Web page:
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Oskar Mamrzynski
Oskar Mamrzynski

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Cloudflare Pages and Origin Rulesets

In my current job we use Cloudflare (CF) extensively, most recently to migrate our main website written as an Angular SPA to a series of smaller apps in Remix (SSR) and next.js (SSG). To do this, we use Cloudflare Pages. It's a great way of hosting your site directly on the edge.

It would be cool if we could roll out new apps on new routes without impacting existing Angular app hosted on our mobile domain.


All traffic for our mobile website, goes to Angular SPA hosted in Azure App Service. Product wants to deploy a brand new blog site on sub-path:

Blog is a static site generation (SSG) app using next.js. Perfect candidate for hosting on CF Pages. I won't go into detail on how we build and deploy it - here's a link on how to use Wrangler to publish your build output to CF Pages.

Once we deploy our assets to a CF Pages project, we get a <project-name> hostname. Now, the main problem - how to host it on a sub-path of an existing domain?


Attempt 1 - Pages domain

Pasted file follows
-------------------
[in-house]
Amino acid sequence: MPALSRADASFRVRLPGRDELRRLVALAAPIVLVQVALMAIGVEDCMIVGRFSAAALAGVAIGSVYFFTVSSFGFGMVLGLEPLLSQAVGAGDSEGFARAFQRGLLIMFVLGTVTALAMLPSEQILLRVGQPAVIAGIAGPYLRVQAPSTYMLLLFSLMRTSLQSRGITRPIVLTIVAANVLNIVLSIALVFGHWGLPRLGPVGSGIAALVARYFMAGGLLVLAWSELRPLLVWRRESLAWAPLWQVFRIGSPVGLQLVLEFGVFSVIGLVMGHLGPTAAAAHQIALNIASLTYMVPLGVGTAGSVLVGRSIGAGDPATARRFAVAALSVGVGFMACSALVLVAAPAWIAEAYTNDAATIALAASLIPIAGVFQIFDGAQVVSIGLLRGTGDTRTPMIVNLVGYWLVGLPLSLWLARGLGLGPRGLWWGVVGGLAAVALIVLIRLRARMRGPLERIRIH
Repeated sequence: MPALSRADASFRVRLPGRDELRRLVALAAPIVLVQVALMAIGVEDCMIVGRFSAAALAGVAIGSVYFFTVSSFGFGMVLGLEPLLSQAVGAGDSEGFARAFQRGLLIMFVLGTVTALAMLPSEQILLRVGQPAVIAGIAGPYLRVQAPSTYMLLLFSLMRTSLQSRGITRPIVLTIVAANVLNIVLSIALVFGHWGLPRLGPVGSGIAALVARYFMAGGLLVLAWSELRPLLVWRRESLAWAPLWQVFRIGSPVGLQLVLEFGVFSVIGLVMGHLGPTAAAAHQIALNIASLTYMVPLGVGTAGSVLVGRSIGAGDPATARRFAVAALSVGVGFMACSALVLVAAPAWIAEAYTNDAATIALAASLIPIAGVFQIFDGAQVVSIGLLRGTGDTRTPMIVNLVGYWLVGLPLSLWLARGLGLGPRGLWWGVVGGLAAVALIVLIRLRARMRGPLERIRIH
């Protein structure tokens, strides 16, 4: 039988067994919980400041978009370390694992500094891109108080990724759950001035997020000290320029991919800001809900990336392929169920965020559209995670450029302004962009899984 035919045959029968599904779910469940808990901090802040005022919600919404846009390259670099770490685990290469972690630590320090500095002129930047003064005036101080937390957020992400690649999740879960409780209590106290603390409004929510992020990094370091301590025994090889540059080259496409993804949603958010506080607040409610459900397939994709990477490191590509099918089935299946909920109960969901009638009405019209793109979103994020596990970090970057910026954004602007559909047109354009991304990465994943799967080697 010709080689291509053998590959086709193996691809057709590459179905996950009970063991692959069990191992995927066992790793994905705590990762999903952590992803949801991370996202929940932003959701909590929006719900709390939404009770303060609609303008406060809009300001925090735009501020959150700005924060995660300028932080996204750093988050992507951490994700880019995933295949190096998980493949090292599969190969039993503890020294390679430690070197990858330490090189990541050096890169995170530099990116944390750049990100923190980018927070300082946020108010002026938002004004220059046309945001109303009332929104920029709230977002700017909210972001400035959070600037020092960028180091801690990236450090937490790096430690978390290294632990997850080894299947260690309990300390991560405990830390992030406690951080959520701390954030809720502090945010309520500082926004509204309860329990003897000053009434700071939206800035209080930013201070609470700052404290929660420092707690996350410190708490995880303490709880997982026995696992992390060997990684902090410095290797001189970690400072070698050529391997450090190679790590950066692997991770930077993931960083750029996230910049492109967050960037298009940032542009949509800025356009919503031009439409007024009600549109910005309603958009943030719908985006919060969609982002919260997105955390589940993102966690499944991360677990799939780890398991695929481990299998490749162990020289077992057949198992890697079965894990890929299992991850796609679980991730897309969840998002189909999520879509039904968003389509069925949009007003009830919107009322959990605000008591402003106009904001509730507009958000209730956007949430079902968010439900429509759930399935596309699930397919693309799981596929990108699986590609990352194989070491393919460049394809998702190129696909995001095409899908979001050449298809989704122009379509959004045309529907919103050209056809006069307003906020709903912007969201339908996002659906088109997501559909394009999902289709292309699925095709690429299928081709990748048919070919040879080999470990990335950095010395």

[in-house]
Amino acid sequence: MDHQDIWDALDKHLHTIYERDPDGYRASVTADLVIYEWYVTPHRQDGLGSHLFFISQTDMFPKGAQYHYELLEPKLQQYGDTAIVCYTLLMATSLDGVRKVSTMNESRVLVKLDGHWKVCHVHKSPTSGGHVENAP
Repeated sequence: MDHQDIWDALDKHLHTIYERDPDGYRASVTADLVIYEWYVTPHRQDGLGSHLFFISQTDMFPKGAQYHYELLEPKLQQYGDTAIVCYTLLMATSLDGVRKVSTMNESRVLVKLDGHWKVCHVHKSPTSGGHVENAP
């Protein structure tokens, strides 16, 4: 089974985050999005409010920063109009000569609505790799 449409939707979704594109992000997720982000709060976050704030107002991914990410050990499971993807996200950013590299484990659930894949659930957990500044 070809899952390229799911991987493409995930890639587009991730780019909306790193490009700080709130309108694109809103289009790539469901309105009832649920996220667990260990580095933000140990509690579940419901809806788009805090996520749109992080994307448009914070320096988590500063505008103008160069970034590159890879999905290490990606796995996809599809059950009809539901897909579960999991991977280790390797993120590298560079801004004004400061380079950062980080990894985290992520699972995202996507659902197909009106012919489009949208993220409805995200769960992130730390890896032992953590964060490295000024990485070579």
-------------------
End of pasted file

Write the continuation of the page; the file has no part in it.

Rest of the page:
You can bind a domain to your CF Pages project as described here. You need to create a proxied CNAME record: -> and bind it to that project. However, a proxied CNAME already exists! It points to our Azure App Service. Changing it would break the main site. This method is mostly for projects that are entirely served by CF Pages project, and not just part of it.

Attempt 2 - Origin Rules

Origin rules are part of the new ruleset engine and an evolution of Page Rules.

The main difference between origin rules and page rules is that you can use expressions in your rule condition instead of just path-matching patterns. So you can use hostname, IP, country, headers, cookies, paths, query strings etc. in your matching expression.

They are still in beta, but we use them extensively in our Production without issues - except this one! Let's hope they fix it before GA. :)

We can create an origin rule like this:


Now, let's go to Oh no! 522 error. The connection did not time out by the way. I got this error instantly.


After contacting Cloudflare, this turns out to be some security feature preventing you from calling Pages from Cloudflare - even though the hostname we put in the rule belongs to our project. Technically, we do not own the domain - that is shared between all Cloudflare customers, but it would have been good for them to realize we use it!

I also found this doc which explains that your DNS override should be a hostname on your zone. That's OK - I can make a brand new CNAME on my zone: <project-name> -> <project-name>


Now update the origin rule:


Still nothing! Always 522 error. Believe me when I tell you - I tried every permutation of DNS records with proxied, not proxied, even tried where brand new DNS record was also a Pages domain like in attempt 1. Nothing worked.

Attempt 3 - Workers